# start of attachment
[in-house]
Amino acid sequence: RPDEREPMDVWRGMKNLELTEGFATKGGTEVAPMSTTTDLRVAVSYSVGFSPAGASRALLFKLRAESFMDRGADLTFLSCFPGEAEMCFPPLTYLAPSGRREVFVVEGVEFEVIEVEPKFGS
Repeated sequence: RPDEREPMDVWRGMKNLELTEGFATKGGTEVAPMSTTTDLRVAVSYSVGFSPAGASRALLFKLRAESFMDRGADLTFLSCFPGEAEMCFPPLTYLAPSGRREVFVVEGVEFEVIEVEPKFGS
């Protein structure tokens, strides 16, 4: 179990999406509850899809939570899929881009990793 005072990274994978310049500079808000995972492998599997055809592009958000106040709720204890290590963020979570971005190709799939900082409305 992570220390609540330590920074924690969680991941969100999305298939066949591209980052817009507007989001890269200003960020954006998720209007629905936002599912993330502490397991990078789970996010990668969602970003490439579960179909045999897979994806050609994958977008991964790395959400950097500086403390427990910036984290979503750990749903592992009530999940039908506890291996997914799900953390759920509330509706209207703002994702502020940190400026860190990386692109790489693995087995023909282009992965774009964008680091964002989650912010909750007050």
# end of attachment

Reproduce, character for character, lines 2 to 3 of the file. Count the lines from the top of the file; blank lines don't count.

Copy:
Amino acid sequence: RPDEREPMDVWRGMKNLELTEGFATKGGTEVAPMSTTTDLRVAVSYSVGFSPAGASRALLFKLRAESFMDRGADLTFLSCFPGEAEMCFPPLTYLAPSGRREVFVVEGVEFEVIEVEPKFGS
Repeated sequence: RPDEREPMDVWRGMKNLELTEGFATKGGTEVAPMSTTTDLRVAVSYSVGFSPAGASRALLFKLRAESFMDRGADLTFLSCFPGEAEMCFPPLTYLAPSGRREVFVVEGVEFEVIEVEPKFGS